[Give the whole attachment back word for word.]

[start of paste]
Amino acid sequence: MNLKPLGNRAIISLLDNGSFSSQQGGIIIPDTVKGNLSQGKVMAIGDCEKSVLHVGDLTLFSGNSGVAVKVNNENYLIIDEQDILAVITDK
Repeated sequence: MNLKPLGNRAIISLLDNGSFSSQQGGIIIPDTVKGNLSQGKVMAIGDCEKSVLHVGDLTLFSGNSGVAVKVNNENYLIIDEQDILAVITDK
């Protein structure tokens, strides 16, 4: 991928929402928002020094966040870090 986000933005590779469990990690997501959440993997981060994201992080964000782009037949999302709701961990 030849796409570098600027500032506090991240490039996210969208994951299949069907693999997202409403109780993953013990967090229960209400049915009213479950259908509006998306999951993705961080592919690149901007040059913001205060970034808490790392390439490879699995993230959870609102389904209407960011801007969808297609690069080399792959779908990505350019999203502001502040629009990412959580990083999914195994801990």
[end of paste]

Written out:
Amino acid sequence: MNLKPLGNRAIISLLDNGSFSSQQGGIIIPDTVKGNLSQGKVMAIGDCEKSVLHVGDLTLFSGNSGVAVKVNNENYLIIDEQDILAVITDK
Repeated sequence: MNLKPLGNRAIISLLDNGSFSSQQGGIIIPDTVKGNLSQGKVMAIGDCEKSVLHVGDLTLFSGNSGVAVKVNNENYLIIDEQDILAVITDK
């Protein structure tokens, strides 16, 4: 991928929402928002020094966040870090 986000933005590779469990990690997501959440993997981060994201992080964000782009037949999302709701961990 030849796409570098600027500032506090991240490039996210969208994951299949069907693999997202409403109780993953013990967090229960209400049915009213479950259908509006998306999951993705961080592919690149901007040059913001205060970034808490790392390439490879699995993230959870609102389904209407960011801007969808297609690069080399792959779908990505350019999203502001502040629009990412959580990083999914195994801990």